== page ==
*  If a photo includes persons in an ancestral family, I put it in the ancestral family.  I might copy it to the Other family folder too.

Your file folder system may vary - whatever works for you is recommended!  But once you've set it up, and you have linked the media to persons in your family tree, you create a big problem for yourself by changing the file folder system structure or the file names.

3)  On Chart and Report Print Options (25 October 2012):

*  Barbara Mathews, CG noted:  "Ancestry World Tree would let me choose a Register-style printout. This gave me details on multiple generations. I really miss that.

"Now, to get such useful printouts, I have to export from Ancestry and import into my genealogy program. Then I have to put up with the horrid version of footnotes that Ancestry exports."

My comment:  The Ancestry World Trees seem to be gone from the Ancestry record collections.  When did that happen?  Ancestry Member Trees always were the same as the Rootsweb WorldConnect trees, just on a different platform.

If the tree in question is still online in the Rootsweb WorldConnect family tree (, you can still make the useful printouts of ancestor and descendant reports, and usually can download a GEDCOM file if you want (I don't...).  I use and recommend WorldConnect all of the time, and it's the largest free set of online family trees.  It doesn't have ALL of the Ancestry Member Trees, of course.

The horrid source citations are another issue addressed several times on this blog.

4)  I got a lot of spam comments on my post Amanuensis Monday - Will of Solomon Keyes (1631-1702) of Chelmsford, Mass. (24 September 2012) for some reason, including this one:

"What a stuff of un-ambiguity and preserveness of precious knowledge on the topic of unexpected feelings. Look into my page ..."

My comment:  Hmmm.  Somehow this person was able to overcome the dratted Captcha, but the Spam filter caught it.  

5)  Thank you to all of my readers who commented on my blog posts - I know the Captcha is a PITA for everyone, it is for me also on other blogs.

Copyright (c) 2012, Randall J. Seaver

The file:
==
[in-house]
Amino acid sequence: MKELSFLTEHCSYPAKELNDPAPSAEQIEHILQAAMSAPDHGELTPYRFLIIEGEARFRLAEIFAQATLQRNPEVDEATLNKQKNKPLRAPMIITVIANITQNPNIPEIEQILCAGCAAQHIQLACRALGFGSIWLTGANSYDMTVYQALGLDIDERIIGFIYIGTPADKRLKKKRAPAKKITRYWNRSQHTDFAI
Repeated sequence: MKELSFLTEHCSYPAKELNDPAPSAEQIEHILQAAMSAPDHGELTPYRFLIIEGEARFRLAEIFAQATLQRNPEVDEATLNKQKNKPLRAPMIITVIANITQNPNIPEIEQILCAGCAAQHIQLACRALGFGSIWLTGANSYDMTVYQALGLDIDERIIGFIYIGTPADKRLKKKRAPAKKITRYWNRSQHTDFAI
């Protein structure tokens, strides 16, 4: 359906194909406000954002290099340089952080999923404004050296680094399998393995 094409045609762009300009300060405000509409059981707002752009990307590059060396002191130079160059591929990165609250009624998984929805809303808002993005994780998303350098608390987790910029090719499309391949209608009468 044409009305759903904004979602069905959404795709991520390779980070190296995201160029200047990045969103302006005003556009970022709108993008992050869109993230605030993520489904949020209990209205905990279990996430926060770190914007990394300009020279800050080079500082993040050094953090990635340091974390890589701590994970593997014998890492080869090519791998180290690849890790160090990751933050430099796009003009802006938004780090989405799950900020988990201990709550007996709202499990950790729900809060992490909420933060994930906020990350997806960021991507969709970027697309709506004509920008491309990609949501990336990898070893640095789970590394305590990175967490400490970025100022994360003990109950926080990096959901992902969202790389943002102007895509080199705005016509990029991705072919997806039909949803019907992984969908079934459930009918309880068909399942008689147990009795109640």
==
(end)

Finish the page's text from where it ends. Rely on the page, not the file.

Thursday, October 25, 2012 Chart and Report Print Options

One of the significant problems with online family trees is that they have not offered many readable charts as print or save file options.  I've been critical of Member Trees in the past for not creating readable and quality standard charts - pedigree charts, family group sheets and individual reports.

Since I had not tried to do this recently, I decided to check it out today, and was pleasantly surprised that has improved some of their standard chart offerings in the Ancestry Member Trees.  Here is what I found:

1)  Pedigree Chart -- in the Pedigree View for a person, the screen shows four generations with the green shaky leaves for Hints for record collections:

There is a "Print" icon in the upper left of the screen, and when I clicked that I saw a five generation pedigree chart suitable for printing:

That looks much better than I recalled...but it has only "United States" for a place name in all of the ancestral generations.  That's unfortunate.

At the top of the screen above, there are options to "Create a book," "Create a poster" and "Create a calendar."  I clicked on "Create a poster and saw:

This is a 24" wide by 36" high poster that displays nine generations, and will sell it to me for $39.95.

2)  Family Group Sheet -- On the Person Profile page, I clicked the "Tree pages" link at the top and saw a link for "Family Group Sheet."  I clicked on that and saw:

I like the presentation on the web page.  Unfortunately, there is no printer-friendly Family Group Sheet option.  I printed it using the File > Print for the web page, but it came out fairly small with the Ancestry page header and ad banner footer.  It didn't print my thumbnail photos, either.

3)  Individual Summary -- On the Person Profile page, I clicked the "Print" link in the menu below the Person's name, and then the "Printer Friendly" link and saw this (2 screens shown):

This printed out on three pages, including all of the Facts, the Family Members (with birth and death dates only), and all of the Source citations.  It included the thumbnail image, but not the media items attached to Event source citations.